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School board searching for transportation solutions to balance budget cuts

By Travis Fischer,

Discussion about bus routes went round and round as the Charles City Community School Board reviewed planned changes for student transportation during its regular meeting on Monday, June 10.

Back in January, with the district seeking cost-saving measures as part of budget reductions, Director of Operations Jerry Mitchell began work on a plan that would allow the district to cut down on transportation expenses.

While Iowa law mandates that elementary students who live more than 2 miles from their designated building are entitled to transportation, 3 miles for high school students, the Charles City school district has historically gone above that requirement by offering in-town street corner pick-up.

The changes, approved in May, eliminated one morning in-town shuttle route and three afternoon routes, leaving one morning and afternoon shuttle route to all schools.

While these changes are expected to save $56,000 next year, the loss of street corner pick-up has raised concerns among the community and school board members, particularly regarding younger students.

Complicating matters beyond just balancing student needs and the district’s budget is the statewide shortage of bus drivers.

“It used to be a great retirement job,” said Mitchell.

As the training requirements needed to drive bus have increased, the pool of willing drivers has dropped, making it more difficult for districts across the state to get people behind the wheel.

“They’re doing anything they can to try and get them,” said Mitchell, explaining that his diminished pool of drivers is already costing the district in overtime pay and additional workload as his staff struggle to cover bus routes in addition to their regular work.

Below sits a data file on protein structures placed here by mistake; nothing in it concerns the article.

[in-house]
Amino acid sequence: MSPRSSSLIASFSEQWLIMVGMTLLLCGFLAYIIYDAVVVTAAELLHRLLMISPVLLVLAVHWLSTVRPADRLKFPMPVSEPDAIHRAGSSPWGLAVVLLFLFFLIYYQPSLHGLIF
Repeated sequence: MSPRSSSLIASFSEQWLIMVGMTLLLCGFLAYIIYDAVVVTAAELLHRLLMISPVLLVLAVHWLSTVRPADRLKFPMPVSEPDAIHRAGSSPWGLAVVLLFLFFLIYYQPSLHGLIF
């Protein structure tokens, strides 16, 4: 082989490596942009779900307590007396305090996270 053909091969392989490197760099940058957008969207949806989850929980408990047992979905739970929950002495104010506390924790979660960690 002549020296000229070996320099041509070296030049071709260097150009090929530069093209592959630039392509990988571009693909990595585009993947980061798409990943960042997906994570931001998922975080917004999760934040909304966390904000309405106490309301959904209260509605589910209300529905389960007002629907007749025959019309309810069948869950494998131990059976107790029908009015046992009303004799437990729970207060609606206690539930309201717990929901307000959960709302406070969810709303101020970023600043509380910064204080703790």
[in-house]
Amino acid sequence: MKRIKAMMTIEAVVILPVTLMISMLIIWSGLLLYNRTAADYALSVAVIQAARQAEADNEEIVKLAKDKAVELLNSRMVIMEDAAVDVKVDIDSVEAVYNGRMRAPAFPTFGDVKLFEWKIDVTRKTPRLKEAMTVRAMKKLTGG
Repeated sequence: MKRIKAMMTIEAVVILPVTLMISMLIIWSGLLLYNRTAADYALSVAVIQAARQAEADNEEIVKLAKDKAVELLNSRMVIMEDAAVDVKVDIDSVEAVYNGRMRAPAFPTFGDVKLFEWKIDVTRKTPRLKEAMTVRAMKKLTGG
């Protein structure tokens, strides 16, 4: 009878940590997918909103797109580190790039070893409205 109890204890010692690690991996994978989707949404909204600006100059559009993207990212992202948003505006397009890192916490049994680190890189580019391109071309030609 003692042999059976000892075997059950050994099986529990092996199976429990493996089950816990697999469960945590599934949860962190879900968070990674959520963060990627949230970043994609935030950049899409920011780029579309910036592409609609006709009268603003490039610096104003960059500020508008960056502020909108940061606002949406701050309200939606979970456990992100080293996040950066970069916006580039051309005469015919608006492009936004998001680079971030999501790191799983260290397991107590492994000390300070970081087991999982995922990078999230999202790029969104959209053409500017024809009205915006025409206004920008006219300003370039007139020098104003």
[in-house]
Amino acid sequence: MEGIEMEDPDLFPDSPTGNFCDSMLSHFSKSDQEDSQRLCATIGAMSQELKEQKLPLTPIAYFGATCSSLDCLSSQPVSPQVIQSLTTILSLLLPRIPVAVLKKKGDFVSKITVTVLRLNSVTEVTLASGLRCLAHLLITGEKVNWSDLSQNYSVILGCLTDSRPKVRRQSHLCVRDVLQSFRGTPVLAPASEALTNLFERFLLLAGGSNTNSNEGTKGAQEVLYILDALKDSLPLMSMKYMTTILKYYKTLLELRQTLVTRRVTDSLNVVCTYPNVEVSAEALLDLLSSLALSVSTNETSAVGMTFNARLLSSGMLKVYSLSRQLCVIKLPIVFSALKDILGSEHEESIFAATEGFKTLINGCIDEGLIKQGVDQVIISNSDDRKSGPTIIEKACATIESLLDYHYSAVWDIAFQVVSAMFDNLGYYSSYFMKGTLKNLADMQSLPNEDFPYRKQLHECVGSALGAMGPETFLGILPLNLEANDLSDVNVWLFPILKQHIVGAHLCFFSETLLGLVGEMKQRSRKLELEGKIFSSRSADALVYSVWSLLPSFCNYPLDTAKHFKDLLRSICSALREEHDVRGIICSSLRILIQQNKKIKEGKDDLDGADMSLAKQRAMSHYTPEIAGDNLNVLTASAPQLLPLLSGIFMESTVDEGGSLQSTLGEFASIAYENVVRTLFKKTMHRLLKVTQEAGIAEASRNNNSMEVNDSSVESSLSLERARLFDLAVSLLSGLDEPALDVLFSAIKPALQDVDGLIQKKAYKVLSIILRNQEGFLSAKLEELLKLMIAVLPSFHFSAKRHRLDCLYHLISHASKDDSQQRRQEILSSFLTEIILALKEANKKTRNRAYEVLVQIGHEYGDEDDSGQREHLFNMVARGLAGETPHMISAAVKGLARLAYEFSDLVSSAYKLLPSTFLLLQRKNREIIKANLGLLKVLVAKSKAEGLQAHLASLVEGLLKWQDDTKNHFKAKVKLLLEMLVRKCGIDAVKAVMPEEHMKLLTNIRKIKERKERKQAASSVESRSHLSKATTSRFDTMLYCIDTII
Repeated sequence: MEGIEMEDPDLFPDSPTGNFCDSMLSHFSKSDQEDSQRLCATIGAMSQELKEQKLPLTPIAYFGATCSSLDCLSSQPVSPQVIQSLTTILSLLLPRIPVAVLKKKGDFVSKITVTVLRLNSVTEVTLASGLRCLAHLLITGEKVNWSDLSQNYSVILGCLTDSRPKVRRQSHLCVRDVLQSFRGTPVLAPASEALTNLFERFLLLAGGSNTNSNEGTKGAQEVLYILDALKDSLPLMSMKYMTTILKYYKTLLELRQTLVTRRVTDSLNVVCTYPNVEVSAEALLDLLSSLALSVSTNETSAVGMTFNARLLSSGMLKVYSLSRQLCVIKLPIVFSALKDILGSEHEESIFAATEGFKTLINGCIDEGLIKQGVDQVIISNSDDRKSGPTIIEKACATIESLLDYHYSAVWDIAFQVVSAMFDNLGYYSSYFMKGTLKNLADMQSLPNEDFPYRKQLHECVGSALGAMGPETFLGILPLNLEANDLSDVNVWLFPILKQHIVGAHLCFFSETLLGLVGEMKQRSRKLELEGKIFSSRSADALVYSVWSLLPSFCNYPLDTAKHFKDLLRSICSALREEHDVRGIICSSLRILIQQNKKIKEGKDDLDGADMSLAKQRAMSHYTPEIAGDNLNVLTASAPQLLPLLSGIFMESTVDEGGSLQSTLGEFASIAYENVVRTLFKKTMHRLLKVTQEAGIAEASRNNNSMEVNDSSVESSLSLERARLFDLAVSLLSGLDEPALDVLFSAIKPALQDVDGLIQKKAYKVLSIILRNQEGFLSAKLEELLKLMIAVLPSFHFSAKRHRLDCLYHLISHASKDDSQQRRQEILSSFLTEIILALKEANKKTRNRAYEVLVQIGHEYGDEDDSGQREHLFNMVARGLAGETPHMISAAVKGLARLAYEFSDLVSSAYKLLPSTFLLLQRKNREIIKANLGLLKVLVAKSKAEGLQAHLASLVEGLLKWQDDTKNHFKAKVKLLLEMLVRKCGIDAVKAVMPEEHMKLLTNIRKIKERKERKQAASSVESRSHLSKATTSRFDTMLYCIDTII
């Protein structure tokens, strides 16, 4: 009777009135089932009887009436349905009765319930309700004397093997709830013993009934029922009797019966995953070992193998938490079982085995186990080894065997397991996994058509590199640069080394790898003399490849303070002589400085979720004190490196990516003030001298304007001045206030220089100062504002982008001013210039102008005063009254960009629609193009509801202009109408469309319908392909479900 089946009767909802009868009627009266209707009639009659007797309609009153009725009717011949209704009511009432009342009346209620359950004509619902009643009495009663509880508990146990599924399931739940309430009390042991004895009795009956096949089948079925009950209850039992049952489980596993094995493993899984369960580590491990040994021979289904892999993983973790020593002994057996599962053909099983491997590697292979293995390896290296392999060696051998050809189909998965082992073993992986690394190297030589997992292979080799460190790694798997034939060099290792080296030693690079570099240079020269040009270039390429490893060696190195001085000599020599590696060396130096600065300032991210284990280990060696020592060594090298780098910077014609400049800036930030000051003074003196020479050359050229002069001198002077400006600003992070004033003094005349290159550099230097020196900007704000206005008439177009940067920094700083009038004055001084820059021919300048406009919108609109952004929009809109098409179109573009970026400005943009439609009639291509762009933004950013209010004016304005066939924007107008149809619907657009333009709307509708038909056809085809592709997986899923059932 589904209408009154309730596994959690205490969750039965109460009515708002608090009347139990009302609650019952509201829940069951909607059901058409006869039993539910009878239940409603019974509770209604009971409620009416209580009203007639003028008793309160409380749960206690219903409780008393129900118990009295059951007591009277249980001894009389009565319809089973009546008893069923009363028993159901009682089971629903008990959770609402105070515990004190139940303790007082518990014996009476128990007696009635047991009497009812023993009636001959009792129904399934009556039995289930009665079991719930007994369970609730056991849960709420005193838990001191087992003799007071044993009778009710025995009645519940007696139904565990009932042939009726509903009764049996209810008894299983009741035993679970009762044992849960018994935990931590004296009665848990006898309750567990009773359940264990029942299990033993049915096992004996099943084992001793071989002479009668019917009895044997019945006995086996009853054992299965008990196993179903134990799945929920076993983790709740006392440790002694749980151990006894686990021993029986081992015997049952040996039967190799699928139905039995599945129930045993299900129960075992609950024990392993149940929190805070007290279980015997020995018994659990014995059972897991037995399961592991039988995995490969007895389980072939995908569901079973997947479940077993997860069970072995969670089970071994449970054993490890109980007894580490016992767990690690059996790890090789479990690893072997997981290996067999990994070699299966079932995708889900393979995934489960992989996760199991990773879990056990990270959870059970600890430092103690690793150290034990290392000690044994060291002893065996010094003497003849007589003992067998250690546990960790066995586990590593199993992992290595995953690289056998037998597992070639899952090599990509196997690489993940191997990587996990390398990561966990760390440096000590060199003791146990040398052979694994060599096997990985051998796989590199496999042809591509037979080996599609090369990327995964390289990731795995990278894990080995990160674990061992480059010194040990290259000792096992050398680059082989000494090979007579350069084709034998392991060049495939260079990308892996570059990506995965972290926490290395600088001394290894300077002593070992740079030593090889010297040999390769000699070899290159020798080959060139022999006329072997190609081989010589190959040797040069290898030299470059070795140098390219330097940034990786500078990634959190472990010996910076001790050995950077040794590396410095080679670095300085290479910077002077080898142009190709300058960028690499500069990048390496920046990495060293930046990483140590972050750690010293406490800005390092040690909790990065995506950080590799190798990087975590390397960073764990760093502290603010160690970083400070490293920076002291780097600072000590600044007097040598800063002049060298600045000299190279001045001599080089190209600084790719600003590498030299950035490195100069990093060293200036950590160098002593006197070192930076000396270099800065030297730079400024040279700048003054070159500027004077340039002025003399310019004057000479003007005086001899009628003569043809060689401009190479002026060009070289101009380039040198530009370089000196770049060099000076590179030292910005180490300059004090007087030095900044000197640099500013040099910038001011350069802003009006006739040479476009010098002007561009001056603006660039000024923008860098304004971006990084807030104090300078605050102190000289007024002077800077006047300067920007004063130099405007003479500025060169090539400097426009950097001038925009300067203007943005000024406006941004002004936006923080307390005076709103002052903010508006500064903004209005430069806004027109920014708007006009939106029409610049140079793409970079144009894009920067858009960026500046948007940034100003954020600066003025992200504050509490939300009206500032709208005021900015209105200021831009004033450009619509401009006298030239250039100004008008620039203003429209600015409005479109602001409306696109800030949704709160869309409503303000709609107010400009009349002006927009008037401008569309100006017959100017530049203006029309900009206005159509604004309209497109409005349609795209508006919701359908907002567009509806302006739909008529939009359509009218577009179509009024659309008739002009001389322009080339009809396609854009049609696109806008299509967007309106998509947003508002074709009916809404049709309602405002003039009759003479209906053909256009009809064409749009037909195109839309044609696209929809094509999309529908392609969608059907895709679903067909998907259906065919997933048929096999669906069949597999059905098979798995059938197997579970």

While the elimination of in-town routes has been approved, the board will be revisiting the matter in its July meeting to look for ways to ease the burden of transportation for at least the younger students.

At the same time, Director of Finance Calli Boeckmann noted that the district still needs to find a way to cut back on spending. Boeckmann reported that the district has roughly $6.3 million that needs to last from now until September and, based on last year’s spending, an anticipated $7.4 million in upcoming expenditures.

“We will be looking at borrowing money if we have to go negative, so we need to pull back on the reins a little bit,” said Boeckmann.

The budget challenges will give newly contracted Superintendent Dr. Brian Burnight plenty to do as he begins his time in Charles City.

Burnight officially started his new position at the start of the month and has been getting to know the Charles City school and community, visiting with FFA students, going to summer workout sessions, getting to know the staff, and playing pickleball with community members.

“It’s been a lot of fun,” said Burnight. “I’m getting around and talking to people.”

In other business, the board approved the final tax rate for the 2025 fiscal year, setting the levy at the previously discussed $13.38 per $1,000 of taxable valuation.

The board also approved an agreement with Perspective Consulting Partners to work with the district on health insurance policies, approved the FFA department to sell off its obsolete tools, and approved wages for next year’s roster of para-educators.

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